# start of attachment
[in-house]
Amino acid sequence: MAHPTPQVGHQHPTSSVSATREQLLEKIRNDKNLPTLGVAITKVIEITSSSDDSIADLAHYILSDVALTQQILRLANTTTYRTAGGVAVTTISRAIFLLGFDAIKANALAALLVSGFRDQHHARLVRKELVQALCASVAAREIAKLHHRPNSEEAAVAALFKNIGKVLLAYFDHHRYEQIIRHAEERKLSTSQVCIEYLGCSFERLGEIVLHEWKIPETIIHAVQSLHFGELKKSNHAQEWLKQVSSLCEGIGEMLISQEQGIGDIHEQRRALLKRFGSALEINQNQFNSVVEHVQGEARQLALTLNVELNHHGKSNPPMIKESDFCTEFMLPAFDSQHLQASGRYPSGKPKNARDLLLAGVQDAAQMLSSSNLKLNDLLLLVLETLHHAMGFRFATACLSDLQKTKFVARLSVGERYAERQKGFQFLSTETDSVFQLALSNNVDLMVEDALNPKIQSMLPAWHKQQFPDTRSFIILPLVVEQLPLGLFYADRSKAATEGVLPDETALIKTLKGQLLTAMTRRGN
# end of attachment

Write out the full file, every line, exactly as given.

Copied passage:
[in-house]
Amino acid sequence: MAHPTPQVGHQHPTSSVSATREQLLEKIRNDKNLPTLGVAITKVIEITSSSDDSIADLAHYILSDVALTQQILRLANTTTYRTAGGVAVTTISRAIFLLGFDAIKANALAALLVSGFRDQHHARLVRKELVQALCASVAAREIAKLHHRPNSEEAAVAALFKNIGKVLLAYFDHHRYEQIIRHAEERKLSTSQVCIEYLGCSFERLGEIVLHEWKIPETIIHAVQSLHFGELKKSNHAQEWLKQVSSLCEGIGEMLISQEQGIGDIHEQRRALLKRFGSALEINQNQFNSVVEHVQGEARQLALTLNVELNHHGKSNPPMIKESDFCTEFMLPAFDSQHLQASGRYPSGKPKNARDLLLAGVQDAAQMLSSSNLKLNDLLLLVLETLHHAMGFRFATACLSDLQKTKFVARLSVGERYAERQKGFQFLSTETDSVFQLALSNNVDLMVEDALNPKIQSMLPAWHKQQFPDTRSFIILPLVVEQLPLGLFYADRSKAATEGVLPDETALIKTLKGQLLTAMTRRGN